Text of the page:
You were regularly in the team under head coach Mark Clark, but that seemed to change under new coach Tom Maher, what are your thoughts?

I think all I can say about this is that I am not the type of point guard that Tom was looking for.  I think this last season was the best I have ever performed and I feel cheated by Tom as he never saw me play in a game. I think the least I deserved was to be invited to camp, but this was not to be.

I think most people expected you to make the team for London 2012.  Firstly was that something you thought about?

My life goal was to play in the London 2012 Olympics, I worked extremely hard and trained every single day.  In 2011 I was not selected for GB training camp and the reason given was because I am not quick enough.  As you can imagine I was absolutely devastated as I knew then that my dream was over.

I think what make it hard to swallow is that there are players that have made the team who are not as good as me in my position.  I feel GB struggle in the point guard position and I know I could have brought something to the team that they do not have.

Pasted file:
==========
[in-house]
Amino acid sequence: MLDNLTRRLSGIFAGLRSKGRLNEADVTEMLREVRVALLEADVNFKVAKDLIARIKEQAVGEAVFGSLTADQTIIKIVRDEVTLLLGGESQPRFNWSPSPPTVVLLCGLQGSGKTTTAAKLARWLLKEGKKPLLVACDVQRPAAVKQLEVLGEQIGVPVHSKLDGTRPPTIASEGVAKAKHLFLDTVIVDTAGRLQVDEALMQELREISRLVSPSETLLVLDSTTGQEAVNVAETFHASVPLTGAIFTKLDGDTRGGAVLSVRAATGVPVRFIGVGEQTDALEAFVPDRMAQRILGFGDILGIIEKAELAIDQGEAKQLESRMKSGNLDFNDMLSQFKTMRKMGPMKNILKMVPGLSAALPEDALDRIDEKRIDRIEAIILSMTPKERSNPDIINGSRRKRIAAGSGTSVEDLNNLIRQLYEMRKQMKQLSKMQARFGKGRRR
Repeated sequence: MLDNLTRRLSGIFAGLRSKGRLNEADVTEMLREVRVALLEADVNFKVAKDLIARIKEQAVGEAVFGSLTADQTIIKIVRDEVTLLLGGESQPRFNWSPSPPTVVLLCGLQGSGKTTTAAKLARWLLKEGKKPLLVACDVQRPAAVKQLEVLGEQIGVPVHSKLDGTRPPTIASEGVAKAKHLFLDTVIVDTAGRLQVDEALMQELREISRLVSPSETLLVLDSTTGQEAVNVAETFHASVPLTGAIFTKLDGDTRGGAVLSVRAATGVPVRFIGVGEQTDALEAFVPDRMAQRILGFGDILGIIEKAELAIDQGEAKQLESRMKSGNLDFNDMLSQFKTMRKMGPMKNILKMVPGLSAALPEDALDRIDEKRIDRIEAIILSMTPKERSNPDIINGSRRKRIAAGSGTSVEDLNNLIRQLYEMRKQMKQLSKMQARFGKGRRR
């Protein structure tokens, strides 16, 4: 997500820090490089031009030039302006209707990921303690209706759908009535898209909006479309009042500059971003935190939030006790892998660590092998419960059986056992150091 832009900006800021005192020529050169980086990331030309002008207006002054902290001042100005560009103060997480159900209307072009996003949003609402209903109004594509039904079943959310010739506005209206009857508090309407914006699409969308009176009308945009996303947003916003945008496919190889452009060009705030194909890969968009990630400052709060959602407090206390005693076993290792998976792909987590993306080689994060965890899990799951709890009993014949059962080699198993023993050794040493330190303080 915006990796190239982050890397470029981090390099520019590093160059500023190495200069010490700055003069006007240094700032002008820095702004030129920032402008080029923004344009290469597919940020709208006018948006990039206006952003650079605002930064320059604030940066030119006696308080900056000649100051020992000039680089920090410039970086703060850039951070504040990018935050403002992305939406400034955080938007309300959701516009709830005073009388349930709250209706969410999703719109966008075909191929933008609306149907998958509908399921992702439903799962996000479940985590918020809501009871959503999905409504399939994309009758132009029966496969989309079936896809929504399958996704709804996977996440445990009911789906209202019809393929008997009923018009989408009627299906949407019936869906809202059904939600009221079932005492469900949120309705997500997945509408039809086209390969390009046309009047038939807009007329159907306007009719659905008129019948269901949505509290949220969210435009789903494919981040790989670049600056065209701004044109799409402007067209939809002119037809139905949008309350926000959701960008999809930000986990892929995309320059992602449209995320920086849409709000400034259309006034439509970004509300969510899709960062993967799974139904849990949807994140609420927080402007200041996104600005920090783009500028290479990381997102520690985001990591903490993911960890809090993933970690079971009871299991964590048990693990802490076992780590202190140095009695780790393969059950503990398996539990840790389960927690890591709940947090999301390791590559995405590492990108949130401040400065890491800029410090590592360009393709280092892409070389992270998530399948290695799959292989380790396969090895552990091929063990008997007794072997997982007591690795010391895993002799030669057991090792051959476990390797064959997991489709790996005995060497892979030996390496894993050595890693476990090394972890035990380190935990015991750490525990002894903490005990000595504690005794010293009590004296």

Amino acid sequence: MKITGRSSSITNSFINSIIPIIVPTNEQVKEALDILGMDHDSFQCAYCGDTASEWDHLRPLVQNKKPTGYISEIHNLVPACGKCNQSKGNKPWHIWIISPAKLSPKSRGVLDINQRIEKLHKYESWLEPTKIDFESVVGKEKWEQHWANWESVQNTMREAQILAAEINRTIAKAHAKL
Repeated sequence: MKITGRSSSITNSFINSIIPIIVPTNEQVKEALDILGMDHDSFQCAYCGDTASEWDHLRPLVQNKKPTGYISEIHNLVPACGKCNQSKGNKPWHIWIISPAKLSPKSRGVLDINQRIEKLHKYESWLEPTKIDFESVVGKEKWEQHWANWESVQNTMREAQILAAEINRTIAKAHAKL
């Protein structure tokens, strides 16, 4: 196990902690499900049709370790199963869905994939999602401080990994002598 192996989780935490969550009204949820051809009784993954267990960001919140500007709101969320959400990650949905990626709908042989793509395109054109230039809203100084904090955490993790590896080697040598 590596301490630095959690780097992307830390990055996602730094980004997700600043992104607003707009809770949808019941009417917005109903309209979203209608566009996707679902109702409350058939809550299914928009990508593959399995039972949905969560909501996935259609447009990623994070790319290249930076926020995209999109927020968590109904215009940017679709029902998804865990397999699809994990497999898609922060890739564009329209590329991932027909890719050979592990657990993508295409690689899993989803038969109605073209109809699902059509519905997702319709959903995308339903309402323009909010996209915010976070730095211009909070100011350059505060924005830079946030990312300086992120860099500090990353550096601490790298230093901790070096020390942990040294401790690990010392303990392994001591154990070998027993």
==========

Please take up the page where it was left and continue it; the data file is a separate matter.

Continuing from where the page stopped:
I’m not a big headed person but I know deep down that this is true.

How did you find out you wouldn’t be in the team?

I didn’t know I wouldn’t be part of the team until I saw the squad list posted on the GB website.  I think after all the years of my life I had dedicated to England and Great Britain that the least I deserved was a phone call, or even an email.

Were you surprised that no Hatters’ player was included in the team when the Hatters are the most successful team in the country?

I was speechless! I think I already knew that Stephanie Gandy wasn’t going to be on the team because Tom had already basically said that Natalie Stafford would be the naturalised player.

And I cannot believe that Helen and Sarah Naylor didn’t even get an opportunity to play.

But my biggest shock was Lauren Thomas Johnson, seeing as GB had been using her as the face of GB Basketball for the last 2 years.

What was it like seeing the GB team going to the Games and knowing that you were not a part of it?

Heart breaking!  I’ve had many sad moments but what I have to remember is everything happens for a reason!

What do you think of the profile of women’s sport in this country at the moment?

I think it has improved over the last couple of years but I think this is only because of the Olympics.  I think everyone thinks that the standard is poor in the English league, but I disagree!